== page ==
The EU is the foundation of German foreign policy. The current debt crisis is the most difficult test of the last sixty years. Despite all the sacrifices that the crisis will demand, however, we must not limit our view to crisis management. The European Union is first and foremost a political project. Germany peace and security can only be ensured though inclusion in the European community. The EU and its internal market remain the foundation of our prosperity. Beyond this, it is only as a united Europe that we can get today’s globalized world order to hear our voice and pay attention to our interests and values.

Europe isn’t just a matter of cold reason; it also has a particular feel to it. Many countries and regions of the world present economic and career opportunities nowadays. But in Europe life is also safe; the air is clean; consumers have rights; and everyone has the freedom to develop fully as individuals.

The financial and economic crisis hit Iceland hard. Like many other countries, Iceland has had to undertake difficult steps to overcome it.

It isn’t all painful, however: Iceland’s response to the crisis involved its application in 2009 for EU membership. Two chapters of the negotiations are already complete, and two more have been started. Germany strongly supports Iceland’s desire to join the EU.

The answer to this crisis is not less but more Europe. No state can conquer the challenges of globalization on its own – Iceland can’t, and nor can Germany. Renationalization would be folly.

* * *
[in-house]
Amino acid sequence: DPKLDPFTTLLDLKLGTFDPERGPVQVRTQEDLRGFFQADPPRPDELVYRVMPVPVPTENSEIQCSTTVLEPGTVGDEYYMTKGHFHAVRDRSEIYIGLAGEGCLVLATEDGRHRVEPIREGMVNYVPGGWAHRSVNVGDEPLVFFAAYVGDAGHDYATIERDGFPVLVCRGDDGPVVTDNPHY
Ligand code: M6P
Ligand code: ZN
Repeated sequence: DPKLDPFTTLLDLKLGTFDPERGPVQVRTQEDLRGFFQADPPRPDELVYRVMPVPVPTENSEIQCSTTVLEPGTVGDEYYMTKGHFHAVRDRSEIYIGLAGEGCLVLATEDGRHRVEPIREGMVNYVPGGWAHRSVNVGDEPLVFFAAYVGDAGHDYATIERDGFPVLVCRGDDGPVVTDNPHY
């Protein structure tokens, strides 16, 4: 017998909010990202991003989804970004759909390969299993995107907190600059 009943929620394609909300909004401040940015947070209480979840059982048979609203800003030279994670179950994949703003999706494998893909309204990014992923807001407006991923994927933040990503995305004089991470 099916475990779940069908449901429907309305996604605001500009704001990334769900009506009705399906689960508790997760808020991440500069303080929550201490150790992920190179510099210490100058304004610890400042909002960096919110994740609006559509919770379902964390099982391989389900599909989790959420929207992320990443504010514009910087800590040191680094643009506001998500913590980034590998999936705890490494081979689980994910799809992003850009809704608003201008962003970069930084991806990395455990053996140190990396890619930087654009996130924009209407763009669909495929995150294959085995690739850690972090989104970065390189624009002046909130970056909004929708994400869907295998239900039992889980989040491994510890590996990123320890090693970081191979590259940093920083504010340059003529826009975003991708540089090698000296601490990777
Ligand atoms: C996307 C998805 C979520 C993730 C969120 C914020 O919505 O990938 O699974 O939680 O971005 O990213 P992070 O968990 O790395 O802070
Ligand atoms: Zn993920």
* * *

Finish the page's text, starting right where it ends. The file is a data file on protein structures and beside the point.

Within the EU, however, we need to get our house in order. The task now is to follow a path towards a genuine stability union.

There are four crucial points.

Firstly, we in the eurozone must coordinate our economic and financial policies more closely and develop a culture of binding budgetary discipline.

Secondly, we must give Europe the financial constitution that it needs. This includes appropriate incentives for major investors in order to motivate them to demonstrate sounder judgement and avoid harmful excesses.

Thirdly, a culture of stability will remain fruitless in the long term without growth; this is why we need a strategy to increase Europe’s competitive strength.

Fourthly, we need to strengthen the stability pact further by moving it towards automatic sanctions. Solidarity and sound budgeting are two sides of the same coin. Countries that want help from the rescue package will in future need to grant the EU binding rights to intervene in their budgetary decisions.

The most obvious way to achieve this new binding budgetary discipline would be to amend the European Treaties. We need to put the flaws of Maastricht I behind us.

In accordance with Article 48 of the EU Treaty, such substantial treaty amendments have to involve a European Union convention. Setting up a convention guarantees that a broad public is included. The convention is made up of representatives of the national parliaments and governments, the European Parliament and the European Commission, and it closely involves civil society. The important thing is to give the process as much democratic legitimacy as possible. There has been lots of discussion recently about systemic relevance, particularly that of financial institutions. What is systemically relevant for Europe is, first and foremost, the support of its citizens.

I would like to wish you all a very successful Frankfurt Book Fair.

Thanks to the volcano that put paid to so many travel plans, “Eyjafjallajökull” is probably the one Icelandic word that most people in Germany know. I am sure that the Frankfurt Book Fair with Iceland as its Guest of Honour will broaden our Icelandic vocabulary and see the mutual attraction between our two countries continue to flourish.

Thank you very much.